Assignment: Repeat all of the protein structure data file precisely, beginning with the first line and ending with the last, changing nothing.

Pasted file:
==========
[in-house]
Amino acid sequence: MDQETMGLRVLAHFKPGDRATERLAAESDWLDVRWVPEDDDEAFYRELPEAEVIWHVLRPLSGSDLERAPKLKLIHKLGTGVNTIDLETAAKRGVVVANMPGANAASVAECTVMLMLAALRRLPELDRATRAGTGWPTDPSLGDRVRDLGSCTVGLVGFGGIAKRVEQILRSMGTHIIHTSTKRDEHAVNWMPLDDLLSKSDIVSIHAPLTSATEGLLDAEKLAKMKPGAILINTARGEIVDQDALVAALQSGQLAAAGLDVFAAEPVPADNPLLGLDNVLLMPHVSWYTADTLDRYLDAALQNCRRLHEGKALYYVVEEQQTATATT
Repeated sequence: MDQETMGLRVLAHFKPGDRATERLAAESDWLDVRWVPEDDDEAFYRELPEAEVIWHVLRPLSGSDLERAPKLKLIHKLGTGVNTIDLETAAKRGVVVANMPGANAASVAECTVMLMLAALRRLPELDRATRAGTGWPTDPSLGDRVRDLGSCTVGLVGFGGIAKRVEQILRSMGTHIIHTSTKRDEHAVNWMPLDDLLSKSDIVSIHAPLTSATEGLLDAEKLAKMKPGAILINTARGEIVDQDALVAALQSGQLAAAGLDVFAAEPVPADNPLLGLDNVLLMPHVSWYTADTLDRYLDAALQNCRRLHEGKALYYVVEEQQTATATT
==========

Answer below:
[in-house]
Amino acid sequence: MDQETMGLRVLAHFKPGDRATERLAAESDWLDVRWVPEDDDEAFYRELPEAEVIWHVLRPLSGSDLERAPKLKLIHKLGTGVNTIDLETAAKRGVVVANMPGANAASVAECTVMLMLAALRRLPELDRATRAGTGWPTDPSLGDRVRDLGSCTVGLVGFGGIAKRVEQILRSMGTHIIHTSTKRDEHAVNWMPLDDLLSKSDIVSIHAPLTSATEGLLDAEKLAKMKPGAILINTARGEIVDQDALVAALQSGQLAAAGLDVFAAEPVPADNPLLGLDNVLLMPHVSWYTADTLDRYLDAALQNCRRLHEGKALYYVVEEQQTATATT
Repeated sequence: MDQETMGLRVLAHFKPGDRATERLAAESDWLDVRWVPEDDDEAFYRELPEAEVIWHVLRPLSGSDLERAPKLKLIHKLGTGVNTIDLETAAKRGVVVANMPGANAASVAECTVMLMLAALRRLPELDRATRAGTGWPTDPSLGDRVRDLGSCTVGLVGFGGIAKRVEQILRSMGTHIIHTSTKRDEHAVNWMPLDDLLSKSDIVSIHAPLTSATEGLLDAEKLAKMKPGAILINTARGEIVDQDALVAALQSGQLAAAGLDVFAAEPVPADNPLLGLDNVLLMPHVSWYTADTLDRYLDAALQNCRRLHEGKALYYVVEEQQTATATT